International cooperation for sustainable chemistry
The chemical sector produces many innovative solutions. An international centre is working to ensure that these solutions also benefit people and the environment.
Products of the chemical industry are present in almost all everyday products – from fabrics to food, almost nothing works without chemicals.
Although the chemical sector consumes large quantities of raw materials and produces greenhouse gases and pollution, sometimes with hazardous substances, it is this very industry that is finding important solutions such as biodegradable materials or laying the foundations for using renewable energy.
This is where the idea of sustainable chemistry comes in – it sees processes and products as part of a circular economy right from the start and considers alternative business models and social and ethical aspects. The International Sustainable Chemistry Collaborative Centre (ISC3) has the task of promoting sustainable solutions. The competence centre founded in 2017 is run by the Deutsche Gesellschaft für Internationale Zusammenarbeit (GIZ) GmbH on behalf of the German Federal Environment Ministry and the German Federal Environment Agency. The project partners are the German Society for Chemical Engineering and Biotechnology (DECHEMA) and Leuphana University Lüneburg.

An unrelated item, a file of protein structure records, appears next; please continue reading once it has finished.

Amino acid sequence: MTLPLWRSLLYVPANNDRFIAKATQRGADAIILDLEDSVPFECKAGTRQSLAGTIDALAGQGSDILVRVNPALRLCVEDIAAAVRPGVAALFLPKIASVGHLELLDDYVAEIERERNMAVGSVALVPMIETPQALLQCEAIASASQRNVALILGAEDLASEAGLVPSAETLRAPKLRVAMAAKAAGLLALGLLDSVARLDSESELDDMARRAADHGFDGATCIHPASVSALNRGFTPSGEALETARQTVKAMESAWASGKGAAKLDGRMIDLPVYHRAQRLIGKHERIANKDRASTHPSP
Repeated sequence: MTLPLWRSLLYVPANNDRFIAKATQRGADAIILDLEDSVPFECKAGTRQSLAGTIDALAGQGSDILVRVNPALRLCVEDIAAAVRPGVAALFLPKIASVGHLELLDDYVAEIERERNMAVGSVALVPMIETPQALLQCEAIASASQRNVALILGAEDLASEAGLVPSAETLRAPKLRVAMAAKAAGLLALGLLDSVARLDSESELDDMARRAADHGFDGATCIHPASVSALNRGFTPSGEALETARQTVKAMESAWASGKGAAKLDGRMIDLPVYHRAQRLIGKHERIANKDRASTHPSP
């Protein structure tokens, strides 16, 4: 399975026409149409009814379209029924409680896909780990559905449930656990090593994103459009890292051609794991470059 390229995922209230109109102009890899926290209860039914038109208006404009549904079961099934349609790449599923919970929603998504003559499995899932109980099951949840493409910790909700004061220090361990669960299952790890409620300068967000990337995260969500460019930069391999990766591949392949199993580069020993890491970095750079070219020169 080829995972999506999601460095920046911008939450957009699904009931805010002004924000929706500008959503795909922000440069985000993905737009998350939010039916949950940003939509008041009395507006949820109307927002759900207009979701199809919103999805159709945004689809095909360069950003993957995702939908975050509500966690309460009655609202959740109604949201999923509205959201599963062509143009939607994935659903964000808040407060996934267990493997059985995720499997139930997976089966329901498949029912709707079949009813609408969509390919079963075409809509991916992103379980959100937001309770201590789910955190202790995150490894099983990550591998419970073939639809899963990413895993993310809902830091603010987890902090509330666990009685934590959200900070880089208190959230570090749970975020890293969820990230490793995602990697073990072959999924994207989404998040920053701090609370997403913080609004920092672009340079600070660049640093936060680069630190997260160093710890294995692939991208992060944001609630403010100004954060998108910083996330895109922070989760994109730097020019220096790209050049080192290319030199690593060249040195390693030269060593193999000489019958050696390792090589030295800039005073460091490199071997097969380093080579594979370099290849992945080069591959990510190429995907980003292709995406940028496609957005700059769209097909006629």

Start-ups are key drivers of innovation in the chemical sector too. ISC3 is starting here and is already supporting over 80 founders with the first global start-up service for sustainable chemistry. The centre is helping the companies to sharpen up their sustainability profile and establishing an international platform to bring investors and founders together. The start-ups receiving assistance include a Peruvian company that produces vegan leather, a new Indian firm that transforms collected plastic into high-quality products and a Kenyan initiative that manufactures a cooking fuel from used nappies. ISC3 has also launched an innovation challenge that recognises start-ups with a well-founded sustainable approach each year.
University study and vocational training are other areas where sustainable chemistry can be established in the industry. ISC3 has taken the initial step of setting up the world’s first Master’s course in Sustainable Chemistry at Leuphana University in Lüneburg, which kicked off in March 2020 with ten international students.